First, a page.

Baldur Bjarnason writing about Theory-building and why employee churn is lethal to software companies:
What keeps the software alive are the programmers who have an accurate mental model (theory) of how it is built and works. That mental model can only be learned by having worked on the project while it grew or by working alongside somebody who did, who can help you absorb the theory. Replace enough of the programmers, and their mental models become disconnected from the reality of the code, and the code dies. That dead code can only be replaced by new code that has been ‘grown’ by the current programmers.
You would think documenting your code would work.
Documentation only works up to a point because it can both get out of sync with what the code is doing and because documenting the internals of a complex piece of software is a rare skill. A skill that most developers don’t possess. Most internal documentation only begins to make sense to a developer after they’ve developed an internal mental model of how it all hangs together. Most code documentation becomes useful after you have built the theory in your mind, not before. It operates as a mnemonic for what you already know, not as a tool for learning.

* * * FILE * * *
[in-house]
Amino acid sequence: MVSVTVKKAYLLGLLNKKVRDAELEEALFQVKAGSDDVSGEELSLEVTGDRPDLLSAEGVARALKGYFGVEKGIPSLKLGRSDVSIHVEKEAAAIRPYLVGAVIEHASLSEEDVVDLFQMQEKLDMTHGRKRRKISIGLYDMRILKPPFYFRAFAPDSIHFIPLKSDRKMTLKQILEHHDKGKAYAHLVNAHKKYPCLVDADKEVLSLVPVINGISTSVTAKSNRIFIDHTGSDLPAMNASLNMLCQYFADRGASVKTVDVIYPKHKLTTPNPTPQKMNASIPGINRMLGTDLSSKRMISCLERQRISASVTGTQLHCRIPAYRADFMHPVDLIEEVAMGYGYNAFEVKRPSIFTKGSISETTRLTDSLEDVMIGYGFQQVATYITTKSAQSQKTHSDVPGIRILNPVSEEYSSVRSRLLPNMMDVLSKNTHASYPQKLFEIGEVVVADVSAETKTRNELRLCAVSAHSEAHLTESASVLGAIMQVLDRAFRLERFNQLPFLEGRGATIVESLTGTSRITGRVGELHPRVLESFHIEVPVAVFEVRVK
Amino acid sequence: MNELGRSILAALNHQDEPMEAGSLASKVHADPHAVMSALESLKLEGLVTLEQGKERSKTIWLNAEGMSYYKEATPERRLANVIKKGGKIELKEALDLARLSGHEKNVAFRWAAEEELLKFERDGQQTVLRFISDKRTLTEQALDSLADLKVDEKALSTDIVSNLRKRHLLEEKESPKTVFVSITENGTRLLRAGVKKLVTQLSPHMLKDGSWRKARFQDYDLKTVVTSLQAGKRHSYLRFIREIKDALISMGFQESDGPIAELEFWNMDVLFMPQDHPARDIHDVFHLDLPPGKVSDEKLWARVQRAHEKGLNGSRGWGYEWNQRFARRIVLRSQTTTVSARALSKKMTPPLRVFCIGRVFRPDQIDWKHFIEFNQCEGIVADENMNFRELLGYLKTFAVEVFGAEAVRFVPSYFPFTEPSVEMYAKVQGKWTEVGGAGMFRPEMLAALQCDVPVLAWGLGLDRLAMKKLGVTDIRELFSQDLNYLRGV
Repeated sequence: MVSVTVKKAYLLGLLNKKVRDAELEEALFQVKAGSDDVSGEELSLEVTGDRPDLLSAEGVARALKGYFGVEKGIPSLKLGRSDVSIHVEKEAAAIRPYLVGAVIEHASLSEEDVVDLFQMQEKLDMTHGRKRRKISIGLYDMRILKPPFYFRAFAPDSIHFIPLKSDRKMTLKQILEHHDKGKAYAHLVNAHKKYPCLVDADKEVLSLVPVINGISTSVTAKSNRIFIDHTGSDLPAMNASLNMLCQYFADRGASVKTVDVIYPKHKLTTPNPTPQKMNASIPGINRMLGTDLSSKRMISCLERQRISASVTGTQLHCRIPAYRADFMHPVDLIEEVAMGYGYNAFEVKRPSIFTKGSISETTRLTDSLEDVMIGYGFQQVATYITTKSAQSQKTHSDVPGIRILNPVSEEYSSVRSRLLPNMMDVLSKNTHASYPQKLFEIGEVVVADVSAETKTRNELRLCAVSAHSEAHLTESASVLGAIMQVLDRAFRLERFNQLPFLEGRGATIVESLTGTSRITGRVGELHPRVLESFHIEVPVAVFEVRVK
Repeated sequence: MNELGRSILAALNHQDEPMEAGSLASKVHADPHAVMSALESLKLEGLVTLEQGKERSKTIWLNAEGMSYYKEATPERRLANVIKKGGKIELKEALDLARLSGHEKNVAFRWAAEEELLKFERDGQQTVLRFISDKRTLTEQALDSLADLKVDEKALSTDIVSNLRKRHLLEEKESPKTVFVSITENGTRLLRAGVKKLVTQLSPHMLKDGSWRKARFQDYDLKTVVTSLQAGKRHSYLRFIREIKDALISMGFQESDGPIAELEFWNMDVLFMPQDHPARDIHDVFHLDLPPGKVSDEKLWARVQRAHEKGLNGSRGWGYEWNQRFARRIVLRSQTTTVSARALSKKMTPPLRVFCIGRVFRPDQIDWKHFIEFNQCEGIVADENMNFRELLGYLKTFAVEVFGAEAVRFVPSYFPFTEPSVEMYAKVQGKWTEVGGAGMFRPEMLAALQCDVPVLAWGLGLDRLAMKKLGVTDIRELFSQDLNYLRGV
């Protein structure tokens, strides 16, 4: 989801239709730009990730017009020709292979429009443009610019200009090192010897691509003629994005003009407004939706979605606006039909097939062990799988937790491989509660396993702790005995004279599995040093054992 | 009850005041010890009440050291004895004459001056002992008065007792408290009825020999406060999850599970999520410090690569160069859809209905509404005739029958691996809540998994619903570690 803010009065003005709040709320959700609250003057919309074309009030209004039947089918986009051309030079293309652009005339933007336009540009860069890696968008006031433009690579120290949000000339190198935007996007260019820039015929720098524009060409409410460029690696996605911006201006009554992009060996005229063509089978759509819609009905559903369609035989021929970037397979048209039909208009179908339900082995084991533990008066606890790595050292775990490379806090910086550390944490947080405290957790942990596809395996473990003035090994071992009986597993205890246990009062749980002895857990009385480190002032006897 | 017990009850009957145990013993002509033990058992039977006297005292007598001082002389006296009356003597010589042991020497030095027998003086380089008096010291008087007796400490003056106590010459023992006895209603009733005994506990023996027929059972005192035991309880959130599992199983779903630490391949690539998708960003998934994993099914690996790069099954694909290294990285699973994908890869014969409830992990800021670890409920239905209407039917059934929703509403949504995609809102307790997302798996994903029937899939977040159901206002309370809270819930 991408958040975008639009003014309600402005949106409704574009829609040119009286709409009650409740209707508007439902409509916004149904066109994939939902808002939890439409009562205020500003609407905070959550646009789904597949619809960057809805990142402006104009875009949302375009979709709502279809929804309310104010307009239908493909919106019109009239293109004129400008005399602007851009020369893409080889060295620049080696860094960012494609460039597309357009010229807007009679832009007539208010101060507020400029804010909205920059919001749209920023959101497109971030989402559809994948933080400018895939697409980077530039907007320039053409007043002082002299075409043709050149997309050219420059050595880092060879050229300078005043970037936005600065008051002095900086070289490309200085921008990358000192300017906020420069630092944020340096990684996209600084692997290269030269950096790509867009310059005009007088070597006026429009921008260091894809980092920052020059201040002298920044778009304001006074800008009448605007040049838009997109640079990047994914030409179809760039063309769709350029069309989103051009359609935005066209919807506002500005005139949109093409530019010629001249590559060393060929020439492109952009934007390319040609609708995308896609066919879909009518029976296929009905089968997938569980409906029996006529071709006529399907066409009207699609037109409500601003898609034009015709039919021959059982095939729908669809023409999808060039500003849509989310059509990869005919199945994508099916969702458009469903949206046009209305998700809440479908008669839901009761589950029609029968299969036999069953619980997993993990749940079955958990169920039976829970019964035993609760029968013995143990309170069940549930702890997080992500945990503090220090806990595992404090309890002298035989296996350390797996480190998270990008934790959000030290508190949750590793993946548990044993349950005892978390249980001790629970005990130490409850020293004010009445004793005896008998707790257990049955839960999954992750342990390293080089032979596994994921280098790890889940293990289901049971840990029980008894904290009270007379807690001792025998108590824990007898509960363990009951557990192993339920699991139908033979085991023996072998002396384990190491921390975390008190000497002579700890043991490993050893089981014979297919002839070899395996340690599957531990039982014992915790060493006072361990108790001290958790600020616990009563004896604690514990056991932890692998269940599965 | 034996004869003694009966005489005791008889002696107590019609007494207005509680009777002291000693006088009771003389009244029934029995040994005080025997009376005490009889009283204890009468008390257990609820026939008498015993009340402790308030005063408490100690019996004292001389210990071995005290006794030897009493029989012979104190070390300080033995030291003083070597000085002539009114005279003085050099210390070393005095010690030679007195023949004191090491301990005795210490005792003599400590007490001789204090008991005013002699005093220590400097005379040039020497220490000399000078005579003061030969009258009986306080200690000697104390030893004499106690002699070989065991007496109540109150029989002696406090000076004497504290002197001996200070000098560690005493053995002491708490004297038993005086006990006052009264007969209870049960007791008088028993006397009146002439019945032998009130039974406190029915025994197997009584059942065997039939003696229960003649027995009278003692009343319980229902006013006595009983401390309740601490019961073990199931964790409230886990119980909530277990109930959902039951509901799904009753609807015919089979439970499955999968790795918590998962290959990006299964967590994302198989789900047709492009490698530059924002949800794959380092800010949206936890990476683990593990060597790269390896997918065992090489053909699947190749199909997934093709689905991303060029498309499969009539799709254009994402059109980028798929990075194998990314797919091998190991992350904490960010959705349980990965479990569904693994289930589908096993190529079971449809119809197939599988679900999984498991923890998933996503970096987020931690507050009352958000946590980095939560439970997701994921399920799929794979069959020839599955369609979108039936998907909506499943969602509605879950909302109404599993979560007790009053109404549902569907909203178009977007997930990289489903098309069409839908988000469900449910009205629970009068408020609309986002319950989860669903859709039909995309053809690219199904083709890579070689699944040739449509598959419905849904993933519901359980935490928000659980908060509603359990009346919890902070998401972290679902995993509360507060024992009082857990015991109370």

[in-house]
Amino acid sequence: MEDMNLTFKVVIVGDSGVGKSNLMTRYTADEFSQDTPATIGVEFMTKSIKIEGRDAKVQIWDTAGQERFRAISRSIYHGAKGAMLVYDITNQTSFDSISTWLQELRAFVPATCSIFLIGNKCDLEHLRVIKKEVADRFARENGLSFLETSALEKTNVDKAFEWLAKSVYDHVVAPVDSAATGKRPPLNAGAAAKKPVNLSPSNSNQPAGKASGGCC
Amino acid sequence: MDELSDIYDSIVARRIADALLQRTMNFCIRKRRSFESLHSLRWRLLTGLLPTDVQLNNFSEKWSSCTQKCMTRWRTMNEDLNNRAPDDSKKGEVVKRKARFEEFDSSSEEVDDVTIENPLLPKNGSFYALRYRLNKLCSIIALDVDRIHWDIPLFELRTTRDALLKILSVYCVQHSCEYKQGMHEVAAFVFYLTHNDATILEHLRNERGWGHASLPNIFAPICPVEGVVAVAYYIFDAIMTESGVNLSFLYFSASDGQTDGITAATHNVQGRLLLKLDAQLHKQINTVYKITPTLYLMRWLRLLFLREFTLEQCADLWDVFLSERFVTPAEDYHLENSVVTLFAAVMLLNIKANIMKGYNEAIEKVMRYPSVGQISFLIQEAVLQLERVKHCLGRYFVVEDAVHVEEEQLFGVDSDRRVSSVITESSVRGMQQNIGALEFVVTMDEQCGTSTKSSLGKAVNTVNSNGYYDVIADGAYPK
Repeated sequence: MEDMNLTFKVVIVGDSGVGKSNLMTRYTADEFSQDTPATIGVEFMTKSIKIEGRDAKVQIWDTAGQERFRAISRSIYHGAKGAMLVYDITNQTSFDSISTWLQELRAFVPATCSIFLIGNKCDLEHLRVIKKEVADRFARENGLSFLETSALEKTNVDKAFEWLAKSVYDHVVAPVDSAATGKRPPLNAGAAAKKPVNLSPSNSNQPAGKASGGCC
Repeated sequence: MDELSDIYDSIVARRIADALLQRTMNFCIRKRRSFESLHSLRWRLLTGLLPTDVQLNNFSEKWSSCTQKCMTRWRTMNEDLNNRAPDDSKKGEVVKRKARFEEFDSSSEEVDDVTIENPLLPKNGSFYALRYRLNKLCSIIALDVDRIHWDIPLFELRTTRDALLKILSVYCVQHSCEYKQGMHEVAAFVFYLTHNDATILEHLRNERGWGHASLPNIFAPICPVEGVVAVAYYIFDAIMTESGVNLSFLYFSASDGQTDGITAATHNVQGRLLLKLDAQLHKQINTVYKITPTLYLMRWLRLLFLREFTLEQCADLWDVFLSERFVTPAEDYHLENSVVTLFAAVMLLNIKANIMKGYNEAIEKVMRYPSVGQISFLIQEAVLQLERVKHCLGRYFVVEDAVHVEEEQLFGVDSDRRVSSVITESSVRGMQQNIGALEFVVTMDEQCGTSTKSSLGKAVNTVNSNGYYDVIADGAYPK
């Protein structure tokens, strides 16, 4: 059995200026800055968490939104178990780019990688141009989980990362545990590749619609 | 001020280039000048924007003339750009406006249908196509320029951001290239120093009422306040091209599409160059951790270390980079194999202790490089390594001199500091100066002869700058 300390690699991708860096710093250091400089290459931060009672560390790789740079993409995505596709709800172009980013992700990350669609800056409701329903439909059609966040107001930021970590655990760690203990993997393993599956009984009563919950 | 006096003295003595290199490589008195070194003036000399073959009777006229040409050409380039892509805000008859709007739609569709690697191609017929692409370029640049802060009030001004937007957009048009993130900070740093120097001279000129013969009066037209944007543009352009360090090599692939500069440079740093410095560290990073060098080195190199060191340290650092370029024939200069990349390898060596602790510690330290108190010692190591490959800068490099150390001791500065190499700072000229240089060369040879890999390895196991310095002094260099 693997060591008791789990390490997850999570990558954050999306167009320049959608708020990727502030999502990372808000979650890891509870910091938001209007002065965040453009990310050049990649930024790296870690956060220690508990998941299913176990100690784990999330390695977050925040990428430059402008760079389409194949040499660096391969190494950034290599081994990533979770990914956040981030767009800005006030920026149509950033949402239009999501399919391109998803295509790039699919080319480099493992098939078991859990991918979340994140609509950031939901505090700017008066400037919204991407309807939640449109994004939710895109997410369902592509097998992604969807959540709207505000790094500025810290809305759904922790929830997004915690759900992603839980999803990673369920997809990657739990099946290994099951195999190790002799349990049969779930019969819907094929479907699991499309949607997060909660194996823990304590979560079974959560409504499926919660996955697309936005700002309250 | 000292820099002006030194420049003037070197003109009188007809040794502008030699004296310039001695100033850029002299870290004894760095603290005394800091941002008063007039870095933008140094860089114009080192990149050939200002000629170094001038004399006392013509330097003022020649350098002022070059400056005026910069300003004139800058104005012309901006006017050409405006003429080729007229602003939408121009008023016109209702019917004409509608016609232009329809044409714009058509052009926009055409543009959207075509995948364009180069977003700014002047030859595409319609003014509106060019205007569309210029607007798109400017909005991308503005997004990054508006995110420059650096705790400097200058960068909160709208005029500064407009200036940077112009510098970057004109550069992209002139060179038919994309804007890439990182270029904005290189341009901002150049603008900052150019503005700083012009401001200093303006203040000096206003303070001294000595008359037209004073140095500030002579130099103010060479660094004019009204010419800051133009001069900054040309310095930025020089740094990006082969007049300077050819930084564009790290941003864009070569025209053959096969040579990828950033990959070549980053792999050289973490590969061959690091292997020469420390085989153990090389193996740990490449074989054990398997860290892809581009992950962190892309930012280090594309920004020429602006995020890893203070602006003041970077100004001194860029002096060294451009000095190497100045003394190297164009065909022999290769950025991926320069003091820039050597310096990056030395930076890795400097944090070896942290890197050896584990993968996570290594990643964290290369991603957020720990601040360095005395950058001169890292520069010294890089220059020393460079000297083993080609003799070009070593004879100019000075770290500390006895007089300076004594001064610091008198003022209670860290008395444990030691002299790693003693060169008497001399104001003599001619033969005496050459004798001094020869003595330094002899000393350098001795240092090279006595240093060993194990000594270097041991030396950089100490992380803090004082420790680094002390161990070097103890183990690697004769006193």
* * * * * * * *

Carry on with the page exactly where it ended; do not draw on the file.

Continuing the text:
Its a fascinating read. Even as a product manager when I pick up a software to further build it out, certain features just feel weird. One needs to build and understand that mental model (or context). Only after talking to first generation product manager, it becomes clear why a feature was built the way it is.
Constant churn in a software development team, both among the programmers and designers, is absolutely devastating. It is the death knell for a software project. Makes deadlines meaningless. It turns software into a disposable, single-use product like a paper towel. Anything that increases team member churn threatens the very viability of the project and the software it’s creating.
Churn indeed is destructive.